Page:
1956 - The Sensorama
Cinematographer Morton Heilig develops the Sensorama, which was patented only in 1962 and might be considered the first true VR system. It was an arcade-style cabinet that stimulated all the senses. It had a stereoscopic 3D display, stereo speakers, vibrating seat, fans, and a scent producer. It was intended to fully immerse the person in a film. Heilig created six short films for his invention titled Motorcycle, Belly Dancer, Dune Buggy, Helicopter, A date with Sabina and I’m a coca cola bottle! Heilig intended the Sensorama to be one in a line of products for the “cinema of the future”. Unable to secure financial backing, his vision never became reality     .
1960 - First VR Head-Mounted Display
After the Sensorama, Morton Heilig invented the first example of a virtual reality headset - the Telesphere Mask. It only worked with non-interactive films and didn’t have motion tracking. Nevertheless, the headset provided stereoscopic 3D and wide vision with stereo sound  .
1961 - First motion tracking HMD
The true precursor of the HMDs available today was developed by two Philco Corporation engineers, Comeau and Bryan. It was called Headsight and it incorporated a video screen for each eye and a magnetic motion tracking system. This system was linked to a closed circuit camera. The device wasn’t developed for virtual reality applications. Instead, its goal was to allow immersive remote viewing of dangerous situations by the military. The head movements of the used would be replicated by a remote camera, allowing him to look around the environment. While the Headsight was a step in the evolution of the virtual reality headset, it lacked the integration of a computer and image generation .
1965 - The Ultimate Display
Ivan Sutherland developed the concept of the “Ultimate Display”. This device could simulate the natural world so realistically that a user could not tell the difference between actual reality and virtual reality. The concept comprised of a virtual world viewed through an HMD and had augmented 3D sound and tactile feedback; computer hardware that created the virtual environment and maintained it in real time; and interactivity between users and objects from the VR world in a realistic way. Sutherland suggested that the device would serve as a “windows into a virtual world”, and his idea would become a core blueprint for the concepts that encompass current VR   .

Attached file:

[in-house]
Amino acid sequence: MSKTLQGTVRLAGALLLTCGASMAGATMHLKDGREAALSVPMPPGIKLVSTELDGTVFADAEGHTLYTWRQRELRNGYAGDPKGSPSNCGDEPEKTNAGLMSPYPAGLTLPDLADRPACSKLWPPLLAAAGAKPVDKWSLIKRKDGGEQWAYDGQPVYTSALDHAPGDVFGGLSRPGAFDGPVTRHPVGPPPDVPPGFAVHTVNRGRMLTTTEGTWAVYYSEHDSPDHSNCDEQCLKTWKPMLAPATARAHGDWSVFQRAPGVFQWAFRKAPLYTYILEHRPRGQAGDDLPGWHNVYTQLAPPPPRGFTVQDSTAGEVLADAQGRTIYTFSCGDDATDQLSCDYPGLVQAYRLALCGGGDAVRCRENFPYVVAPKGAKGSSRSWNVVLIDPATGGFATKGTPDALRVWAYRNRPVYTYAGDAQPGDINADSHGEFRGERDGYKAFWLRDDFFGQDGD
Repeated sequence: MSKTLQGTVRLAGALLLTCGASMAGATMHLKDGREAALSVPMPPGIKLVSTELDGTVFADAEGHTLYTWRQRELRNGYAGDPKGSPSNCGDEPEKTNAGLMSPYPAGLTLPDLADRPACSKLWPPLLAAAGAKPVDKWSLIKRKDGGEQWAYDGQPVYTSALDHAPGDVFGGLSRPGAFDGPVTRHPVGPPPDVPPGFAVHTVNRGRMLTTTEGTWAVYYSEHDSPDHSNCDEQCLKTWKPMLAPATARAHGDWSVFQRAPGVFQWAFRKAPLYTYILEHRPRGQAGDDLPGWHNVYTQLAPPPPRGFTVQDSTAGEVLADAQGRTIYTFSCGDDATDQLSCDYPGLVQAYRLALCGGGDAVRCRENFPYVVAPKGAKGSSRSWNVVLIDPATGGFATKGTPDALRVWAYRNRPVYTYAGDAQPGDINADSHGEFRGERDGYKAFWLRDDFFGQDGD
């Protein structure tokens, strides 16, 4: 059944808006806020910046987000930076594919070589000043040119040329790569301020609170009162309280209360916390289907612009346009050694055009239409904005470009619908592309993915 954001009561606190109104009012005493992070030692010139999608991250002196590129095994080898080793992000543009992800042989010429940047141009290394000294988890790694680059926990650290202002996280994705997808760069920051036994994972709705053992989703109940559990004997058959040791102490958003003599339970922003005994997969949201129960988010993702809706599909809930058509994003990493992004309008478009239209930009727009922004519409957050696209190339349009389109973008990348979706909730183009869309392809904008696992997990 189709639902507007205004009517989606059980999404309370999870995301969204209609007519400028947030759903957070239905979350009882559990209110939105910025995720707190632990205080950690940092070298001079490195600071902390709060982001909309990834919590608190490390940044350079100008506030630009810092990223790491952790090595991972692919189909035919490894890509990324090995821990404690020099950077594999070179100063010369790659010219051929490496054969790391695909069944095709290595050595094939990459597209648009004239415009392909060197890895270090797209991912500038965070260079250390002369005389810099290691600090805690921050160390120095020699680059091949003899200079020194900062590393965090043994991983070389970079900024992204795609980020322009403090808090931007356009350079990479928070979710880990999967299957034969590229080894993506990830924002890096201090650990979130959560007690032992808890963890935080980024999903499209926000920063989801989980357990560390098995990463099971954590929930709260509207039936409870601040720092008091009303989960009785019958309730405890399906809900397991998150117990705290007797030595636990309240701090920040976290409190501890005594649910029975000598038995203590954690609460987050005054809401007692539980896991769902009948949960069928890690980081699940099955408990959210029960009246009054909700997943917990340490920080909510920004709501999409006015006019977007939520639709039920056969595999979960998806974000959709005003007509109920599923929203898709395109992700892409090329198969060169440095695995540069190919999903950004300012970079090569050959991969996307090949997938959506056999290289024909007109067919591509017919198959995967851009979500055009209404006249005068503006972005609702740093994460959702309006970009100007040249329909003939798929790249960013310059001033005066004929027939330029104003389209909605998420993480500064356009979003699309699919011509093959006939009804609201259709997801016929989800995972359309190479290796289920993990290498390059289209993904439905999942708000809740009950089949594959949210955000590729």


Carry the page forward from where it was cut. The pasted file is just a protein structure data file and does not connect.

1968 - Sword of Damocles
Ivan Sutherland and Bob Sproull created the Sword of Damocles, an HMD that was held by a mechanical arm mounted on a ceiling. The device was connected to a computer and displayed simple wireframe graphics to the user. The arm tracked the user’s head movements but was difficult to use. The contraption was also too heavy and bulky for comfortable use   .
1969 - Artificial Reality
Myron Kruegere developed a series of experiences called “Artificial Reality”. He developed computer-generated environments that responded to the people in it. He created several projects such as Glowflow, Metaplay, and Psychic Space leading to the development of the Videoplace technology. This enabled communication between people at a distance in a responsive computer-generated environment .
1975 - Videoplace
Myron Kruegere created the Videoplace, which was the first interactive VR platform. The virtual reality surrounded the user and responded to movements and actions without the use of goggles or gloves. The Videoplace was a mix of several other artificial reality systems that he had developed  .
1982 - Sayre gloves
The Sayre glove was the first wired glove. It was invented by Daniel J. Sandin and Thomas Defanti from an idea by Richard Sayre. Both scientists were from the Electronic Visualization Laboratory at the University of Illinois, Chicago. The glove used light emitters and photocells in the fingers. When flexed, the quantity of light reaching the photocell changed, translating the finger movements into electrical signals .
1985 - NASA project